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PostPosted: Thu Jan 07, 2016 7:21 am 
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Forbes: Five Years Ago, 'Avatar' Grossed $2.7 Billion But Left No Pop Culture Footprint


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PostPosted: Thu Jan 07, 2016 10:13 am 
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Not true - they forced 3D and digital projectors into all theaters, thus gauging most viewer goers at the box office from here on out over a useless, expensive, unwanted gimmick.


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PostPosted: Thu Jan 07, 2016 11:11 am 
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I don't remember a single scene from the entire film. It certainly didn't have a "Toto, I've a feeling we're not in Kansas anymore.", "forget it Jake, it's Chinatown", "May the force be with you", or "Hasta la vista, baby" moment.


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PostPosted: Thu Jan 07, 2016 11:30 am 
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I didn't see the movie, but I remember this scene.


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PostPosted: Thu Jan 07, 2016 11:33 am 
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hearthesilence wrote:
Not true - they forced 3D and digital projectors into all theaters, thus gauging most viewer goers at the box office from here on out over a useless, expensive, unwanted gimmick.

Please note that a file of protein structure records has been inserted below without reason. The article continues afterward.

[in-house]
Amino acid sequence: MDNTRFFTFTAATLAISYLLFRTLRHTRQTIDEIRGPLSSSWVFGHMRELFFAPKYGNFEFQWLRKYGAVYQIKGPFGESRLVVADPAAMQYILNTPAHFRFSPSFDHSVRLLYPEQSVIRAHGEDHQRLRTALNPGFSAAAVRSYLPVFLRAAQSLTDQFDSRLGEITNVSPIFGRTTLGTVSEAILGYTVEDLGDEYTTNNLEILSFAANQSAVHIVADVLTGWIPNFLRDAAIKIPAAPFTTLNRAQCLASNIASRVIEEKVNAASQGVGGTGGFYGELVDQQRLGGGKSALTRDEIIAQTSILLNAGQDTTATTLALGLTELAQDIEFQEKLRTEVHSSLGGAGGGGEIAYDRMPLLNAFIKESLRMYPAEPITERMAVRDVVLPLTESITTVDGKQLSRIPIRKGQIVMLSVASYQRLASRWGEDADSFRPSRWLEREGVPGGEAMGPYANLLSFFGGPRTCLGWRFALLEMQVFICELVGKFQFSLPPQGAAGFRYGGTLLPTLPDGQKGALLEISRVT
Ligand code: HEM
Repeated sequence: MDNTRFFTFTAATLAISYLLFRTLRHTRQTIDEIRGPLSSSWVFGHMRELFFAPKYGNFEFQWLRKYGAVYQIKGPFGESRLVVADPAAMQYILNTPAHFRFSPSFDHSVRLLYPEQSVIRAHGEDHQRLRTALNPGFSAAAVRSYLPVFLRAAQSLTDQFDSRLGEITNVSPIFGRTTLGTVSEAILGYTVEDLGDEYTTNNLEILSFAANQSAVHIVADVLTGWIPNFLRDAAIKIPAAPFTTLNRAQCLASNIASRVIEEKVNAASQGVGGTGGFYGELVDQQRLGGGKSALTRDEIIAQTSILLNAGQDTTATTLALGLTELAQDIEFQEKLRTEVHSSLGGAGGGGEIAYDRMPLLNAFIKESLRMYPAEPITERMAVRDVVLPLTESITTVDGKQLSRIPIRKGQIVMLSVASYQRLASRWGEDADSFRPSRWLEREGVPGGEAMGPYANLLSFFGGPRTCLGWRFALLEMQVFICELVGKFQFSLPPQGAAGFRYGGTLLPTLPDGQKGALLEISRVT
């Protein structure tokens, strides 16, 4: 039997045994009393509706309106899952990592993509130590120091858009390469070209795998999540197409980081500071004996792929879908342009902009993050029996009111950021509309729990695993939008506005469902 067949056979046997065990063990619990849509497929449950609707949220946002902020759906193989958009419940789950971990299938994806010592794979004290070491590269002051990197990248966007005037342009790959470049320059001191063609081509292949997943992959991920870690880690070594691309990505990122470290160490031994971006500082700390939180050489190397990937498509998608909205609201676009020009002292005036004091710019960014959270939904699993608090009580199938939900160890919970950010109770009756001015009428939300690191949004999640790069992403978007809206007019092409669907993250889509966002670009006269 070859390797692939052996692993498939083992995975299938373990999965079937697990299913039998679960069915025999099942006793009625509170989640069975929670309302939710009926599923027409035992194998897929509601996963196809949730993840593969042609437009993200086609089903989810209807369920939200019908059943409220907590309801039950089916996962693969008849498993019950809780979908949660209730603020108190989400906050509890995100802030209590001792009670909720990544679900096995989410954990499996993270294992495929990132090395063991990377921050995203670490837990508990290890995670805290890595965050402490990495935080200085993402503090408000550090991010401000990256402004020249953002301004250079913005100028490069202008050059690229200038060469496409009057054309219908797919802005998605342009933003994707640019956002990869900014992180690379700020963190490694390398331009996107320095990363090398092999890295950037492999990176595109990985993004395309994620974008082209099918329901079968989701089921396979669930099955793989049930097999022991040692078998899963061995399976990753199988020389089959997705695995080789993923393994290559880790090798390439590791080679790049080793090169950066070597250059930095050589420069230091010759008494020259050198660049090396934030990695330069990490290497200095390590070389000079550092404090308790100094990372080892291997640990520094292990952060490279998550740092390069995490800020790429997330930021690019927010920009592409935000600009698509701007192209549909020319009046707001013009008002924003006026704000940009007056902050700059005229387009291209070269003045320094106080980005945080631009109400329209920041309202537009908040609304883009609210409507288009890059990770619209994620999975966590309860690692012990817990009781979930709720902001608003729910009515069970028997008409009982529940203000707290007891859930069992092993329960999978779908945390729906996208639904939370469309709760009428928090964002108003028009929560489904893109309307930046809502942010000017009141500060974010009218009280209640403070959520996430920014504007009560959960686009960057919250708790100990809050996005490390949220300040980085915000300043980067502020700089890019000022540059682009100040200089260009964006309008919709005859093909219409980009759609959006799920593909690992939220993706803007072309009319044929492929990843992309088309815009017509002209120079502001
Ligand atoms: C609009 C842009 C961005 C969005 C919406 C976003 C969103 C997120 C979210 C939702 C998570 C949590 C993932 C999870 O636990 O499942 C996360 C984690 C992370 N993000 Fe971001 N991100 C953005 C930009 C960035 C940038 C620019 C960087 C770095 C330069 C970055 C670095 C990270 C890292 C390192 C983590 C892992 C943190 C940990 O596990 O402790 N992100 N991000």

No one is forced to see a movie in 3D, films were going digital with or without Avatar, and Hollywood had already been doing "modern" 3D stuff before Cameron.

Polar Express in 3D was a blast. I also dug Hugo, TS Spivet and the 3D of Avatar. If it fits the movie I don't mind it, plus I'm a lifelong photography nut...

That said, like AOX, I don't remember a single thing about the film, nor will I likely see the sequels.


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PostPosted: Thu Jan 07, 2016 11:41 am 
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hearthesilence wrote:
Not true - they forced 3D and digital projectors into all theaters, thus gauging most viewer goers at the box office from here on out over a useless, expensive, unwanted gimmick.